my $env = Wasm::Wasm3->new(); my $module = $env->parse_module($wasm_binary); my $runtime = $env->create_runtime(1024)->load_module($module);
my $exit_code = $runtime->run_wasi('arg1', 'arg2');
my $global = $module->get_global('some-value'); $module->set_global('some-value', 1234);
$runtime->set_memory( $offset, $bytes ); my $from_wasm = $runtime->get_memory( $offset, $length );
Call a WebAssembly-exported function:
my @out = $runtime->call('some-func', @args);
Implement a WebAssembly-imported function in Perl:
$runtime->link_function('mod-name', 'func-name', 'v(ii)', $coderef);
v(ii) is the function’s signature; see Wasm::Wasm3::Runtime for
Well-known WebAssembly runtimes like Wasmer, Wasmtime, or WAVM often require nonstandard dependencies/toolchains (e.g., LLVM or Rust). Their builds can take a while, especially on slow machines, and only the most popular platforms may enjoy support.
wasm3 takes a different tactic from the aforementioned “big dogs”: whereas those are all JIT compilers, wasm3 is a WebAssembly interpreter. This makes it quite small and fast/simple to build, which lets you run WebAssembly in environments that something bigger may not support. Runtime performance lags the “big dogs” significantly, but startup latency will likely be lower, and memory usage is much lower.
This distribution includes wasm3, so you don’t need to build it yourself.
This Perl library is EXPERIMENTAL.
Additionally, wasm3 is, as of this writing, rather less complete than Wasmer et al. wasm3 only exports a single WebAssembly memory, for example. It can’t import memories or globals, and it neither imports nor exports tables.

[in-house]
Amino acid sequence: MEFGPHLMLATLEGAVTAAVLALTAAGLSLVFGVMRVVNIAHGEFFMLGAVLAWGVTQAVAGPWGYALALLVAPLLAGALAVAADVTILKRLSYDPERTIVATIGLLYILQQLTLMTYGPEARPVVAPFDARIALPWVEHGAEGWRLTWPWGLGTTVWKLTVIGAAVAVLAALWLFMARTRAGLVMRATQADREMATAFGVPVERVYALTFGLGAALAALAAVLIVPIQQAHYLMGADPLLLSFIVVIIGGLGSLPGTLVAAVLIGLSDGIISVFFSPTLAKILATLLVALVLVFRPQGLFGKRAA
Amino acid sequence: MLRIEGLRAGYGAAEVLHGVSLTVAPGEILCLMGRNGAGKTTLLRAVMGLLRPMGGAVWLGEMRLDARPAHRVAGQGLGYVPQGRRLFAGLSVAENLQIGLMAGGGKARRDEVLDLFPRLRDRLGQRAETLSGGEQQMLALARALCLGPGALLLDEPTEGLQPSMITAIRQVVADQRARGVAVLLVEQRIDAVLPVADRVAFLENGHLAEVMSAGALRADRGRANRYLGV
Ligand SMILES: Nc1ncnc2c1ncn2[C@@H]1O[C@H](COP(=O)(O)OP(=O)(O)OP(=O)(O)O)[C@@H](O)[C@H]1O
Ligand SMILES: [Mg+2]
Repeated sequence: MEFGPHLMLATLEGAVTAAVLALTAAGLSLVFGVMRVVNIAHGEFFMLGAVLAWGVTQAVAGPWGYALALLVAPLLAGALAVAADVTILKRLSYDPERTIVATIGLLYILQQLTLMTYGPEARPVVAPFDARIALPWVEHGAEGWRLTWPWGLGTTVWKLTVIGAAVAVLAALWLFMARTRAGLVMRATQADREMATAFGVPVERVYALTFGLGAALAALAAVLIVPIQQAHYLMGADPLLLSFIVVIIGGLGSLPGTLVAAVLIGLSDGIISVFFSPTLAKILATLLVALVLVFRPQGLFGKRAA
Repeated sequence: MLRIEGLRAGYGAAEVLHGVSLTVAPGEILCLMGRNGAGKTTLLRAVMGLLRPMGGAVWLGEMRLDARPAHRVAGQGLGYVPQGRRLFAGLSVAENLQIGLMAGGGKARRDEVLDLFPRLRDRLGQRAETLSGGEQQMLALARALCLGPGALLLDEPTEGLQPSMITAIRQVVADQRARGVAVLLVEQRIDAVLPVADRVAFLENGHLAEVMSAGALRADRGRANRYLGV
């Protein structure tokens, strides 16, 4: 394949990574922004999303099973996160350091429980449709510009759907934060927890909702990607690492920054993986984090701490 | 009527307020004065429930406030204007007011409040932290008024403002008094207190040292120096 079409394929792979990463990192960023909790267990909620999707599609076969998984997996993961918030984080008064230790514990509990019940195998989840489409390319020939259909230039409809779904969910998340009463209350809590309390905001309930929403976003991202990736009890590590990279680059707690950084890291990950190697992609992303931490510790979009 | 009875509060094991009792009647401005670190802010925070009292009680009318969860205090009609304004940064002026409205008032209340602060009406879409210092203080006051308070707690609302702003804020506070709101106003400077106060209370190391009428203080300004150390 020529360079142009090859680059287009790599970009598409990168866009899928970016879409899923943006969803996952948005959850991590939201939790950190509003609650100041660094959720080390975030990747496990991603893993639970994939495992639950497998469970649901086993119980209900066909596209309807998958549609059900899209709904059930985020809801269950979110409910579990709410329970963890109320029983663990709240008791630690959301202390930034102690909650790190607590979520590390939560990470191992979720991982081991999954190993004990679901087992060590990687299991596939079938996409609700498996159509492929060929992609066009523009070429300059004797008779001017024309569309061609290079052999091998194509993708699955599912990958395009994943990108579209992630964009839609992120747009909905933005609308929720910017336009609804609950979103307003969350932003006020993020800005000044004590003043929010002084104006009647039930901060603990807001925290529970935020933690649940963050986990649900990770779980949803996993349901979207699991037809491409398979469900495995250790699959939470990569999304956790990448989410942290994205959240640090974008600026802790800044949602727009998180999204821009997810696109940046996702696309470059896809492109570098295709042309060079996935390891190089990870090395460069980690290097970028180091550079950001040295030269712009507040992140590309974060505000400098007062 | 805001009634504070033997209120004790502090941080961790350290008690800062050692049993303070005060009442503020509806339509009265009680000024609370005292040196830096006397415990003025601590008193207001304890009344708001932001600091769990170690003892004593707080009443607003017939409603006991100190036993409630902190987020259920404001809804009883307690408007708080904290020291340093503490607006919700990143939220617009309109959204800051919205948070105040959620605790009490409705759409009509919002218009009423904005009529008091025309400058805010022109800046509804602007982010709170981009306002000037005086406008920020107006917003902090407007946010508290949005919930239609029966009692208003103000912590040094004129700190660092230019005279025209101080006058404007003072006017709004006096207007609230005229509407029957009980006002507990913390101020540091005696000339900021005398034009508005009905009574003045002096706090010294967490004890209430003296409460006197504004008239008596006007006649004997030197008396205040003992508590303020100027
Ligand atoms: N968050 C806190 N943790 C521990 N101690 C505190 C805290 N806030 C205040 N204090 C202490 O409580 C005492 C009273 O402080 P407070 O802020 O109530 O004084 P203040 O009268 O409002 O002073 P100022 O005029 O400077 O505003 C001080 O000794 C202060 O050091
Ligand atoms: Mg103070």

wasm3 implements WASI via either of (as of this writing) two backends: a wrapper around uvwasi, and a less-complete original implementation. The former needs libuv, which doesn’t compile on all platforms, while the latter should compile everywhere this module can run.
Makefile.PL implements logic to determine which
backend to use.
You’re free, of course, to implement your own WASI imports rather than to
use wasm3’s. Depending on how much of WASI you actually need that may not
be as onerous as it sounds; see the distribution’s
t/wasi_pp.t for an
MEMORY LEAK DETECTION
To help you avoid memory leaks, instances of all classes
DESTROY() method runs at global destruction time.
This necessitates extra care when linking Perl functions to WASM;
see Wasm::Wasm3::Module for details, and the distribution’s
t/wasi_pp.t for an example.
This module generally documents only those aspects of its usage that are germane to this module specifically. For more details, see wasm3’s documentation.
STATIC FUNCTIONS & CONSTANTS
($MAJOR, $MINOR, $REV) = M3_VERSION
Returns wasm3’s version as 3 integers.
$STRING = M3_VERSION_STRING
Returns wasm3’s version as a string.
Numeric constants that indicate the corresponding WebAssembly type.
$YN = WASI_BACKEND
simple. See above about WASI support for
$OBJ = CLASS->new()
Instantiates CLASS. Creates a new wasm3 environment and binds it to the returned object.
$RUNTIME = OBJ->create_runtime( $STACKSIZE )
Creates a new wasm3 runtime from OBJ. Returns a Wasm::Wasm3::Runtime instance.
$MODULE = OBJ->parse_module( $WASM_BINARY )
Loads a WebAssembly module from binary (
Returns a Wasm::Wasm3::Module instance.
If your WebAssembly module is in text format rather than binary, you’ll need to convert it first. Try wabt if you need such a tool.
LICENSE & COPYRIGHT
Copyright 2022 Gasper Software Consulting. All rights reserved.
This library is licensed under the same terms as Perl itself. See perlartistic.